Friday 8th June: Two English Seadogs, Three Skewered Sparrows, and the nocturnal exchange between the Oleander and the Hollyhocks.

Tonight saw the reenactment of two notable incidents from the annals of Britain’s glorious maritime history.

The Royal Navy Frigate HMS Leeds, entered Hiroshima Bay, bombarded the harbour and destroyed the warehouses of local daimyo Itsuonuri Noda which were known to contain contraband such as unlicenced Overconfidence, bootlegged Lucky Strikes, and unregulated amounts of Skill, not to mention a store of Insight-into-Other- Players’-Hands that breaks all agreed quotas.

The conflagration was augmented by the considerable quantities of Japanese alcohol that had recently been taken in by the daimyo.

It was reported that Noda had committed seppuku with a grilled sparrow skewer in the fourth hour of the bombardment; nevertheless Japanese guns opened fire on the HMS Leeds as it caught the wind and sailed back out to sea. Captain Davy “Sniffer” O’Hurtler, who had been at the wheel for most of the action, reported in the ship’s log that the damage was light and the homeward voyage swift and free.

Meanwhile, O’Hurtler’s comrade in arms, Captain Jimmy Firedrake of the HMS Manchester, sailed up Colloran Creek on the American seaboard and set about reducing the settlement to cinders at a time when it appeared that, if left unmolested, it might have got its finances back into the black after recent trading losses.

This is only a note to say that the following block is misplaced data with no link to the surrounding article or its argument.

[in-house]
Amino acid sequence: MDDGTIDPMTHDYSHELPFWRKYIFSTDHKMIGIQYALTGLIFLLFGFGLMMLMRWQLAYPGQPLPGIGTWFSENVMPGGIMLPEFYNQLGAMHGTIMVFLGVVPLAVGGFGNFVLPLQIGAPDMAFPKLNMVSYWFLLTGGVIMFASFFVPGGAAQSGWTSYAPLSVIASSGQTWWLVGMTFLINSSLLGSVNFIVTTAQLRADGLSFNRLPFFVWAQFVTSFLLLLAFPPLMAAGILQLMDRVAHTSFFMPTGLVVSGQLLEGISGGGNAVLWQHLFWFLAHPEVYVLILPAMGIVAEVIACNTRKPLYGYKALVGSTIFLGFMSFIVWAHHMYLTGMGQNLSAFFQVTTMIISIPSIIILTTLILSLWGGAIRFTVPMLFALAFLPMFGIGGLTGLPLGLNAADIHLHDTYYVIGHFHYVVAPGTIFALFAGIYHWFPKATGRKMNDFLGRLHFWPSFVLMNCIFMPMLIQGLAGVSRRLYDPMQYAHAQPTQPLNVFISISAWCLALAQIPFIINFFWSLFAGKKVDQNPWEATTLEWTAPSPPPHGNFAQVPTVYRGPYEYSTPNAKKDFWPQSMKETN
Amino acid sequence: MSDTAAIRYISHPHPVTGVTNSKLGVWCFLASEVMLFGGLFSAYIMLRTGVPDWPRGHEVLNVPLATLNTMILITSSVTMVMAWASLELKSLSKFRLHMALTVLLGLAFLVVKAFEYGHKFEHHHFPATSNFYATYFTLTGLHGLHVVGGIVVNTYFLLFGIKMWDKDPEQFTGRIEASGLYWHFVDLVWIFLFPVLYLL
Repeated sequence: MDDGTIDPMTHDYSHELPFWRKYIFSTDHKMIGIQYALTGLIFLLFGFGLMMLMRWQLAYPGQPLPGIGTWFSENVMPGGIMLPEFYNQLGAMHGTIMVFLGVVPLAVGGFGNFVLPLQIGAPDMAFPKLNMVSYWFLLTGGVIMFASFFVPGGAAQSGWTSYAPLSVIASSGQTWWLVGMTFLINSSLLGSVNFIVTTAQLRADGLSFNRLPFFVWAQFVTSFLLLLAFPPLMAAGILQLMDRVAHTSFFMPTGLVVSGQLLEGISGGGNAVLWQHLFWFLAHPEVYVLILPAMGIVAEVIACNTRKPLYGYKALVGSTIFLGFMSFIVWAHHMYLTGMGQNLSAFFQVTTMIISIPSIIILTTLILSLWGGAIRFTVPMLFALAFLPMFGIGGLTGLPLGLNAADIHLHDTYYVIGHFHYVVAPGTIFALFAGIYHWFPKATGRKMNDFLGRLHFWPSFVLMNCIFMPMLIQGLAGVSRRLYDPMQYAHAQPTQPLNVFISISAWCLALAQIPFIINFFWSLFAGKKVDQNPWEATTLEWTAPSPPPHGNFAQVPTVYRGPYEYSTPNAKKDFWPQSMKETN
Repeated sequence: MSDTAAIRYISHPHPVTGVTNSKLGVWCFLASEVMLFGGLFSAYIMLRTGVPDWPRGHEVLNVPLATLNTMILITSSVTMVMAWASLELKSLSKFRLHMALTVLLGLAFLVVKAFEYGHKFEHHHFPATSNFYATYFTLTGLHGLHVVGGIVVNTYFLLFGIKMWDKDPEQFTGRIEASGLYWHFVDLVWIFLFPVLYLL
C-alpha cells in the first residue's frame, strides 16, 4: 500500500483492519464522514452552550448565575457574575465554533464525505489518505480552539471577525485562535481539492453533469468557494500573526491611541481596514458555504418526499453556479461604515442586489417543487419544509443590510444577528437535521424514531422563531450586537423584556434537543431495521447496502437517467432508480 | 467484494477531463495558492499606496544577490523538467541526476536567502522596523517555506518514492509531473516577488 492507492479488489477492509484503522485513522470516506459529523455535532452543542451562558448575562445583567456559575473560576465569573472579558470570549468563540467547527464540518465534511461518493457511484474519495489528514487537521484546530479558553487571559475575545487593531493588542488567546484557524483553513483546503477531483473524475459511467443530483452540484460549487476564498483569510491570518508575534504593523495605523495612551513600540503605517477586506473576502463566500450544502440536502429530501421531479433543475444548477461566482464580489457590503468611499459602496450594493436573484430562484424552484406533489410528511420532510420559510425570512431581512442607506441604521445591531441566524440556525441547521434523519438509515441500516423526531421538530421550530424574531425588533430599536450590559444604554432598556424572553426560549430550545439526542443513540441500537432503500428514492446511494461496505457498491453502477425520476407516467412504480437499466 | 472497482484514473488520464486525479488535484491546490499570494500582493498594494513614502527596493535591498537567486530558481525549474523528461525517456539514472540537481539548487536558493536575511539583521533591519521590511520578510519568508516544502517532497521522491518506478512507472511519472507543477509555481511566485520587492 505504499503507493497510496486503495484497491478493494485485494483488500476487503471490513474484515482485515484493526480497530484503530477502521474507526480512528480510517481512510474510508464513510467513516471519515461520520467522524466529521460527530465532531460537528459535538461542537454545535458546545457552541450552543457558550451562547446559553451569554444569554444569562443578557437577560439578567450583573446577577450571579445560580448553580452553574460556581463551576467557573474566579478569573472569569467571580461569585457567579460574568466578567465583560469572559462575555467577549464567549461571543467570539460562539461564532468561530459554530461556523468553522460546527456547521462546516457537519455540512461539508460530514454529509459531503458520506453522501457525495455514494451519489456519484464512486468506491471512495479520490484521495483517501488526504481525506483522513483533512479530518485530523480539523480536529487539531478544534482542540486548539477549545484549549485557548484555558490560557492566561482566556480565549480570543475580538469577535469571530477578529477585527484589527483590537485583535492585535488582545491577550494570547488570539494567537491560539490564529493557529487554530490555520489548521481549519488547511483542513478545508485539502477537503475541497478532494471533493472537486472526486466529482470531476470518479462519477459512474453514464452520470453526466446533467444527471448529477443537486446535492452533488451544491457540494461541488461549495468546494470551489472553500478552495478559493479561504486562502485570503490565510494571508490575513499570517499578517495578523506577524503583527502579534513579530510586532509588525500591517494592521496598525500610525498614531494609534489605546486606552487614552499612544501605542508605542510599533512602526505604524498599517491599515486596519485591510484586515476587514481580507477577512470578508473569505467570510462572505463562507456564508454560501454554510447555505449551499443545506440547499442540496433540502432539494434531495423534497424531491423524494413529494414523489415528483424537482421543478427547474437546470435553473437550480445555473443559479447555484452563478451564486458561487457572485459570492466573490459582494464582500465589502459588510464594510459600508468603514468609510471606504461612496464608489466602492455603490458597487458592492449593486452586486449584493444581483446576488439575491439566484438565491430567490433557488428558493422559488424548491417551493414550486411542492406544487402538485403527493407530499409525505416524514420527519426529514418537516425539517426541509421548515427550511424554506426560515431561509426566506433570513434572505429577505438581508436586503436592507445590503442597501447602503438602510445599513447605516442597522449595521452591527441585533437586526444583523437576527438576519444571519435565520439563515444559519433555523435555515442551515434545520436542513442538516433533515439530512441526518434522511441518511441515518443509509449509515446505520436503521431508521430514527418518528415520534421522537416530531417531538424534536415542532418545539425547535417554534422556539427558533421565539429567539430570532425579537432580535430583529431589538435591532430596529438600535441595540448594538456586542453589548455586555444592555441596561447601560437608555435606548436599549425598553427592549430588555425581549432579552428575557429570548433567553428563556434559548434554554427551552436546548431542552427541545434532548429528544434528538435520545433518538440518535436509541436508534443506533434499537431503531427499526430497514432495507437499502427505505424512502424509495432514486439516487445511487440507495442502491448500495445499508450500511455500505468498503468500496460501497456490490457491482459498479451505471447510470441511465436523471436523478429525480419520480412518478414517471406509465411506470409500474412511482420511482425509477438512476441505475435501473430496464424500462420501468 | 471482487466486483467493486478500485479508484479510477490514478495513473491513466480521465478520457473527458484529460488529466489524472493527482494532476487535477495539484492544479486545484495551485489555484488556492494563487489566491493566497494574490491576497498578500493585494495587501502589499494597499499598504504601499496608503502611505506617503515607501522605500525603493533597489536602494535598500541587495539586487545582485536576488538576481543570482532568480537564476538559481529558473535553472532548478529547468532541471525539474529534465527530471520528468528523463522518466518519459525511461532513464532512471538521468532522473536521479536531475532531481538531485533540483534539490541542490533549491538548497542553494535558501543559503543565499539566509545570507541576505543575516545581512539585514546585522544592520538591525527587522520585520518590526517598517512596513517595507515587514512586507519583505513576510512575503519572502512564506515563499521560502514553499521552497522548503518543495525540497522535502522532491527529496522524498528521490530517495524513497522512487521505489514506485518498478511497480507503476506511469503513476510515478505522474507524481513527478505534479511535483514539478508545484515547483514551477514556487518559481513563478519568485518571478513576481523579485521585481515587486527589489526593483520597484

In the third hour of the bombardment a direct hit on the governor’s barbeque saw the governor himself receive a skewered sparrow in the short and curlies.

The flagship USS Kenyon is reported to have sunk to the bottom of the creek but rumours that it is completely “US” have yet to be confirmed.

Although return fire was muted, Captain Firedrake was himself hit by a parting shot from a low calibre fowling piece and skewered to his mast like a grilled sparrow as the HMS Manchester sailed away into the night.

The delay caused by that misfortune enabled the HMS Leeds slip home first, navigating by the yearly chart rather than by the Evening Star.

Pontificating upon the outcome of the evening’s action Captain Davy O’Hurtler adapted an immortal bon mot from another field of English glory, and speaking to the oleander trees and the hollyhocks, he said:

I certainly wouldn’t say I’m the best player in the game, but I’m in the top one.

And the branches of the oleander swayed in the nocturnal breeze and its leaves rustled with a whisper that sounded like, “Again… again…”

And the hollyhocks tossed their gaudy heads beneath the watery and inconstant moon and seemed to murmer in reply, “For now… for now…”

Jaime +32, +43, +58, +27, -22* = +138
David +10, -16, +28, +68, -11 = +79
Noda -7, -21, +31, -74,* +32 = -39
Kenyon -35, -6, -117,* -21, +1 = -178

* Yakitori

David Hurley

1 Comment

  1. Jimmy….surely in the re-telling of this epic seafaring tale the appropriate names should be used. Sir Francis’ did not become “Frank”, nor did Sir Walter “Wally”. James after all is a kingly name; Jimmy brings about nasty images of “cheeky” cockney wide-boys or loud American tennis players.

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